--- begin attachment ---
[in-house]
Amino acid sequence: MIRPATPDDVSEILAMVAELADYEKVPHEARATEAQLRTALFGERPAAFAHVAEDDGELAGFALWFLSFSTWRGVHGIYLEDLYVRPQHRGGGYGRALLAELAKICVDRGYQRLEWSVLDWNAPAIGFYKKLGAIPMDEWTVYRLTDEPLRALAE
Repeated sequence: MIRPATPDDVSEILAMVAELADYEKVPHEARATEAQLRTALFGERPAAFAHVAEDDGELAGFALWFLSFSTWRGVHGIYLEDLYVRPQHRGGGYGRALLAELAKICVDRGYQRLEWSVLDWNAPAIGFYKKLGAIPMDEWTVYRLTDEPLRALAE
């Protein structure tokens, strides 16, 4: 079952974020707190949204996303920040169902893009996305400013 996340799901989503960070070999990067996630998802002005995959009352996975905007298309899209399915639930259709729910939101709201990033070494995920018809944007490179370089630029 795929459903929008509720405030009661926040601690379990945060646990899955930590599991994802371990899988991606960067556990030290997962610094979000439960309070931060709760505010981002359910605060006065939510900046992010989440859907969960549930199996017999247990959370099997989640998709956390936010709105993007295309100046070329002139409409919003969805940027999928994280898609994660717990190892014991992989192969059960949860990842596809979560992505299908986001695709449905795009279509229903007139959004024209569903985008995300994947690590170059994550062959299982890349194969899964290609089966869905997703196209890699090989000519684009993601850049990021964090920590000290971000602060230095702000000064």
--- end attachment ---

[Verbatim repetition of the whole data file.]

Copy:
[in-house]
Amino acid sequence: MIRPATPDDVSEILAMVAELADYEKVPHEARATEAQLRTALFGERPAAFAHVAEDDGELAGFALWFLSFSTWRGVHGIYLEDLYVRPQHRGGGYGRALLAELAKICVDRGYQRLEWSVLDWNAPAIGFYKKLGAIPMDEWTVYRLTDEPLRALAE
Repeated sequence: MIRPATPDDVSEILAMVAELADYEKVPHEARATEAQLRTALFGERPAAFAHVAEDDGELAGFALWFLSFSTWRGVHGIYLEDLYVRPQHRGGGYGRALLAELAKICVDRGYQRLEWSVLDWNAPAIGFYKKLGAIPMDEWTVYRLTDEPLRALAE
């Protein structure tokens, strides 16, 4: 079952974020707190949204996303920040169902893009996305400013 996340799901989503960070070999990067996630998802002005995959009352996975905007298309899209399915639930259709729910939101709201990033070494995920018809944007490179370089630029 795929459903929008509720405030009661926040601690379990945060646990899955930590599991994802371990899988991606960067556990030290997962610094979000439960309070931060709760505010981002359910605060006065939510900046992010989440859907969960549930199996017999247990959370099997989640998709956390936010709105993007295309100046070329002139409409919003969805940027999928994280898609994660717990190892014991992989192969059960949860990842596809979560992505299908986001695709449905795009279509229903007139959004024209569903985008995300994947690590170059994550062959299982890349194969899964290609089966869905997703196209890699090989000519684009993601850049990021964090920590000290971000602060230095702000000064």